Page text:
He says there has been an increased interest in co-design over the past 18 months. “The department is currently producing our version of a ‘co-design 101 guide’ to support staff to better understand the options and processes available to them. We plan to make this available for others to use as well. It outlines how we approach this mahi, when we do it, why we do it, and what we do.”
Topia suggests a prioritisation exercise is critical to identify what key projects might be part of a co-design process. At the end of the day, iwi Māori want “better outcomes for their people and that means better outcomes for Aotearoa Inc.” In saying that, he says there are opportunities for other government departments to change settings within their own span of control. “Just as any system might realise poor outcomes, so too can a system realise advantageous outcomes – if we can see an opportunity to make improvements, we should just get on and do it.”
Jeremy highlights the shift hasn’t been easy. He recalls a two-day wānanga, involving 50 or 60 people from a broad cross-section of the Corrections community. “They were all coming with insights they wanted to share. Some were pretty angry, traumatised, and hurt from past experiences.” He says, “I sat and listened with colleagues as they told their stories of the impact on them or their whānau. It was hard to listen actively, without immediately saying ‘please let me explain’. Trying to put yourself in their shoes, to have a degree of appreciation. Then working with them to explore what would a different path look like, and how might we go about capturing those insights.”
Personal and organisational change
Jeremy says the shift the organisation is taking has led to very different conversations taking place across all levels of the business. An engineer by profession, he has worked in several roles since joining the organisation 11 years ago. He says Ara Poutama Aotearoa has had a significant impact on him, helping to shape him into the leader he is now. “It’s helped impress upon me the first and most important thing – understanding people.” He says that you can do the greatest job with your building, or technology, and corporate capabilities, “but these must be viewed as supportive to our workforce, having positive connections to the people we manage and their whānau. We are committed to treating all people with dignity and decency, and this is what is going to make a real difference to the services we deliver.”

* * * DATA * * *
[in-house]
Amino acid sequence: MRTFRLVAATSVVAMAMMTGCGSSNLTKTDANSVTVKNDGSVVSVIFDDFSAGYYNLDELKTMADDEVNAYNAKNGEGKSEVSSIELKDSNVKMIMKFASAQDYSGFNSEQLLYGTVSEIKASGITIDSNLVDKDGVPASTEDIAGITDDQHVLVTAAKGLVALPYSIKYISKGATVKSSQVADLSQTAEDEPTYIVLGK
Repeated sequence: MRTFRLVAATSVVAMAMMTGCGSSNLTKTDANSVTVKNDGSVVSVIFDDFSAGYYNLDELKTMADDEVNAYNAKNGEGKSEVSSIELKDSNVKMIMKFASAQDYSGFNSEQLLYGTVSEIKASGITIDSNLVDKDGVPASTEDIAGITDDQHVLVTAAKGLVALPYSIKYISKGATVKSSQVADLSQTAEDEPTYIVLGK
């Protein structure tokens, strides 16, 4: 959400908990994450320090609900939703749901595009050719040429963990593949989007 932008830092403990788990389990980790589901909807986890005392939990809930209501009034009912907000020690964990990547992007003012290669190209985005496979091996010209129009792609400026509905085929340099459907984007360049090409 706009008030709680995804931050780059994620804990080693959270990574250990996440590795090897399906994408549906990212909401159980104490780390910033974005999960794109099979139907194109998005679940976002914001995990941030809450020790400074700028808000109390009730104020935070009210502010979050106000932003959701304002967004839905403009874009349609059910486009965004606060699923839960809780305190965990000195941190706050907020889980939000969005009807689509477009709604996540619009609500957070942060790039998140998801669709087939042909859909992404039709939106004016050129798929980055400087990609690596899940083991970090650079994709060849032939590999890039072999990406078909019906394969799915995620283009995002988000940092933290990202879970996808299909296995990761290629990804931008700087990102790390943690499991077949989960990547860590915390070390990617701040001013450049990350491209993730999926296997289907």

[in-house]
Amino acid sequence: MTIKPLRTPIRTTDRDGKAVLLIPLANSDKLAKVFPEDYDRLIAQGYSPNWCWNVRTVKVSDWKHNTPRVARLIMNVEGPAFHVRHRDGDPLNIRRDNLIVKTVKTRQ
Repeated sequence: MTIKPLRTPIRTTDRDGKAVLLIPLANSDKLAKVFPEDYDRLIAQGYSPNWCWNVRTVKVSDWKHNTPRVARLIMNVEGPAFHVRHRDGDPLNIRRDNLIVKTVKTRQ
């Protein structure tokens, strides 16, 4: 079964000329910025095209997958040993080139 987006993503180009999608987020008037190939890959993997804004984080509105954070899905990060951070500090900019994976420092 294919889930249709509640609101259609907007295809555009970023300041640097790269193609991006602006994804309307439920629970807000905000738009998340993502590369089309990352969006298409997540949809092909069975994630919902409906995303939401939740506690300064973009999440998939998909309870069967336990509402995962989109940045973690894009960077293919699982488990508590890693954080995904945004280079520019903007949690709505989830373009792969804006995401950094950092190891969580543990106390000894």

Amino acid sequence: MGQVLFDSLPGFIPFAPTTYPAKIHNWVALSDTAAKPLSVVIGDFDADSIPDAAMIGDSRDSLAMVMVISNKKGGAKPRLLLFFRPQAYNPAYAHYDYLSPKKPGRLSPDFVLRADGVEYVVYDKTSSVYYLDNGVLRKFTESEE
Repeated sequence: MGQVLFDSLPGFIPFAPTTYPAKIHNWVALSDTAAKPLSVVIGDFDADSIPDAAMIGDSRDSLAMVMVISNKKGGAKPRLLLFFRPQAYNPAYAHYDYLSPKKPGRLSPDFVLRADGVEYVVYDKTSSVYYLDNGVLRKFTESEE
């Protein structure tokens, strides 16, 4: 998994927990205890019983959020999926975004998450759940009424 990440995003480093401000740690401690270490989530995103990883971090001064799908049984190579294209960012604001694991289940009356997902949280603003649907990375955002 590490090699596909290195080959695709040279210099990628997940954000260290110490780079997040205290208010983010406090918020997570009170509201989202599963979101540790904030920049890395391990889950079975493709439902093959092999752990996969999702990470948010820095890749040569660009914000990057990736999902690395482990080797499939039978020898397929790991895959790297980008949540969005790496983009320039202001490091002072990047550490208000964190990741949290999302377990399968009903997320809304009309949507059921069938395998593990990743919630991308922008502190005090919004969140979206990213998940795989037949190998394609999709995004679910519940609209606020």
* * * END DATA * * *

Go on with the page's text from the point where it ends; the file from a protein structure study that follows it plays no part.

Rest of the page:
Te ira tangata – human-centred design
Human-centred design is a fundamental component of how Corrections approaches its work, with a focus on co-design and ensuring key voices are part of the process. Topia says, “The voice of lived experience, the voice of intent, the voice of expertise, and the voice of design are all critical to the process. Buy-in from the start is needed, of staff, of partners and whānau.” He says those are the key ingredients for navigating towards a good outcome.
Topia says “Human-centred design, or te ira tangata, is about making sure a person’s needs are catered to, not placed into a system that is inflexible.”
He says the approach is focused on the importance of each “man or woman’s particular circumstances, their cultural outlook, their history, their whakapapa, their outlook for the future – all of those things”.
Involvement in the development of Hōkai Rangi enabled Jeremy to anchor the change and support the people in the organisation. “To help support them to do some of the hardest jobs in Aotearoa. There is not much public recognition for the incredibly challenging environments our people have to grapple with every day.”
In terms of the cultural capability within Ara Poutama Aotearoa, Topia is positive. “I think we are well placed and have good foundations in this space. While we are still on our journey, we have come a long way. As an executive team, we have unity in purpose and unity in leadership, and I believe that is echoed throughout the business.”
While small gains have been made to reduce the prison population, a key focus remains on addressing the over-representation of Maori. “The next big challenge is understanding what the whole system can do to have more of an equity focus,” Jeremy says.
He sees “massive opportunities and support for a collective justice sector approach. We definitely have support for such an approach. I’ve never seen such a unified pursuit of that goal.
“We need to shift our mode to have collective impact and focus on the things that most powerfully shift the entirety of the justice system.”
Article published in the December 2021 Edition of Public Sector Journal